With Power BI, as is the case with other BI products, you can load your data and start analysing it. The data can come from almost any possible source: relational databases, excel spreadsheet, online services, text files and what not. Furthermore, the data can come from more than one source, allowing you to use Power BI as an integration tool.
I’m pretty vocal against using Power BI, or any other BI platform to integrate data from different sources. I’ve talked about it a little bit here.
The gist is that it’s better to integrate your sources into a data warehouse or data marts,and connect Power BI to them. That way they are independent of trends in the BI space, and can serve as a single source of truth, rather than repeating the logic in each and every Power BI dataset. You can also query the data mart directly to answer ad hoc questions.
But I digress a little bit as the topic of this article is calculated columns and measures.
No matter where you get your data from, Power BI allows you to create calculated columns and measures, using the DAX language. I’ll explain what they are, what the difference is between calculated columns and calculated measures and when, and to what capacity they should be used.
A calculated column is a formula you apply on an existing column(or columns) to create a new one. For example, you can use a DAX function to extract year from a date field. When you do that, the table you’ve loaded will have an additional column, and for each row, the new column will be calculated as a result of data in that row.
For example, if a date field in row 1 has the value of 2010-01-01, the calculated year column will hold the value 2010, and if the value of the date field in row 2 is 2018-07-01, the year column of that row will be 2018. It is evaluated for each row, at load time. When you refresh data in your model, the calculated column is populated and stored as part of the model. From that point on, it is used like any other column. Since it is stored, it takes up space.
Calculated measures, on the other hand, are just a formula. They don’t take up space and they are evaluated at report run time. A calculated measure does not look at data at the row level, but rather looks at the entire results of the visual.
For example, if you display a table with sales amount per category and your filter is set to show results of 2017, adding an “average number of items sold” calculated measure to the table, will show an average per category, in 2017.
This is a simple average example, but calculated measures can be much stronger than that. Here’s a typical case:
Imagine you create a report for a bank. You want to show, for a specific customer, what is their account activity summary for last week. You’ll show how much money was withdrawn, how much was deposited, and the total fee amount. So far it’s simple, assuming you have some sort of a transaction fact table, you can just aggregate over it.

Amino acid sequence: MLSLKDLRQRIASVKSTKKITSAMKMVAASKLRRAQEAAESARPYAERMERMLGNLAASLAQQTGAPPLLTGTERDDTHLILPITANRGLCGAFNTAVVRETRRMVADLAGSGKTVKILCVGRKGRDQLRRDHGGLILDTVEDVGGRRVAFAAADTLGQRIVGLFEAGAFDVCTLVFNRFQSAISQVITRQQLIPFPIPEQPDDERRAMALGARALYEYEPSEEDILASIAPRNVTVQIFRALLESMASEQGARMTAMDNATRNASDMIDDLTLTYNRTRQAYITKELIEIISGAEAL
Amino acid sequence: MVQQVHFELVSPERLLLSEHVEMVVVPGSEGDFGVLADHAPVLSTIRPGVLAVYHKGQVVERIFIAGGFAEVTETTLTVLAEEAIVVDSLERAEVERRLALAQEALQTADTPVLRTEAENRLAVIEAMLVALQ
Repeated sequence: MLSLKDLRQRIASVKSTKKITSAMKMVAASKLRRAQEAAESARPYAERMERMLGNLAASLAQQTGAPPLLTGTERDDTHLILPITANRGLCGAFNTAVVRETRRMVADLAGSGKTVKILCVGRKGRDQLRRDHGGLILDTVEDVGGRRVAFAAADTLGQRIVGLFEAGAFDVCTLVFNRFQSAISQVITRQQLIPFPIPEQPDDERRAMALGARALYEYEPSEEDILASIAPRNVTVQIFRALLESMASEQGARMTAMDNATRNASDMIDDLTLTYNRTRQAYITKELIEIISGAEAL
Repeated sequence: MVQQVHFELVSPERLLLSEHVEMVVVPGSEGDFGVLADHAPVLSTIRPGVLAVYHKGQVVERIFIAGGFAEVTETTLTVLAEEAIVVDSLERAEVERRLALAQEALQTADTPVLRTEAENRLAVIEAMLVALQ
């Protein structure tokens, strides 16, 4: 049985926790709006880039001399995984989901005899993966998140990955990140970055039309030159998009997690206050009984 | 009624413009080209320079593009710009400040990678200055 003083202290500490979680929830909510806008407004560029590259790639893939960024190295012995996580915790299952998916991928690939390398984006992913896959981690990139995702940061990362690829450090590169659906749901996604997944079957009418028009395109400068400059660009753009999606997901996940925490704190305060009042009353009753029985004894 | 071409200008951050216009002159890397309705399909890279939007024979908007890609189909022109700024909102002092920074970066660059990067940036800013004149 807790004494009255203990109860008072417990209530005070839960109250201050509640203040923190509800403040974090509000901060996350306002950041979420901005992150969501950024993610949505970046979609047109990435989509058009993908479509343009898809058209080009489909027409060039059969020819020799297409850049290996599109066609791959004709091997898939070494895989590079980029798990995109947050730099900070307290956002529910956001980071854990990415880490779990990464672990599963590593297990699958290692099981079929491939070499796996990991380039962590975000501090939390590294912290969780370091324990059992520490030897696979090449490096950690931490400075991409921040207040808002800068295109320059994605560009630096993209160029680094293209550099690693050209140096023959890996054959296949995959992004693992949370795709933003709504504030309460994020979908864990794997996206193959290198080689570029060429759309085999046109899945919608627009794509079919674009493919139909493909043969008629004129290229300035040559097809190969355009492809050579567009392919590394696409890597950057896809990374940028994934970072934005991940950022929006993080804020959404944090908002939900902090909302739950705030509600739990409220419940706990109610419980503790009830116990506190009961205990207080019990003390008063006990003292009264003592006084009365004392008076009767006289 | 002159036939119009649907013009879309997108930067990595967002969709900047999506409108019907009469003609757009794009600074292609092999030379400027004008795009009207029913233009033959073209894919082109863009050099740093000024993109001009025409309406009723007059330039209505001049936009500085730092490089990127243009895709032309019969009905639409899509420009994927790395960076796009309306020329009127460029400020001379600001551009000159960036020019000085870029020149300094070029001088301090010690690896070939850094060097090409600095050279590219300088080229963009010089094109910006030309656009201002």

But…you also want to show the balance at the end of the week. Let’s imagine that you have another table that holds, per customer, their balance at the end of each day. In this case, you cannot just use a SUM function (which will show 7 times the balance), you actually want to display the balance at the end of the week. DAX enables you to write a function that will only show the latest value in the dataset, for that specific customer and that specific week.
This cannot be done in a calculated column, because it is not calculated on a specific row but rather on a result set.
The DAX calculation will look like this:
Latest Balance =
SUM ( ‘Daily Balance’[balance]),
‘Daily Balance'[DateID] = MAX ( ‘Daily Balance'[DateID] )
I won’t get into explanations about this calculation in this article, but just wanted to show a more complicated DAX calculation used by a calculated measure.
So – what’s the bottom line – can we use calculated columns and measures?
Well… measures- yes, columns- usually not.
As I explained earlier, I think data modelling should not be done in Power BI but rather in a data mart underneath.
Meaning, if you need a “year” column, create it in your database. Same goes for “net revenue”(sales amount minus cost of sales) or any other calculation that can be done on the row level. It can then be loaded and used in Power BI, and can be reused in many datasets without going into the trouble of creating the calculated column again and again in each dataset.
An exception to this rule is when you do something as a one-off. If I create a model that I’m not going to reuse, and I’m using files(spreadsheets, CSV etc.) as sources (no data mart layer), it makes sense to create calculated columns.
Calculated measures are necessary in almost every model, as demonstrated above. You cannot really avoid them, but you can try and keep them to a minimum. I recommend pre-calculating whatever you can in the database and let calculated measures kick in when you need to work on a result set.
Other examples for calculated measures, from the top of my head: cumulative revenue, category sales amount as percent of total sales, variance of a KPI in comparison to its value the previous year, etc.
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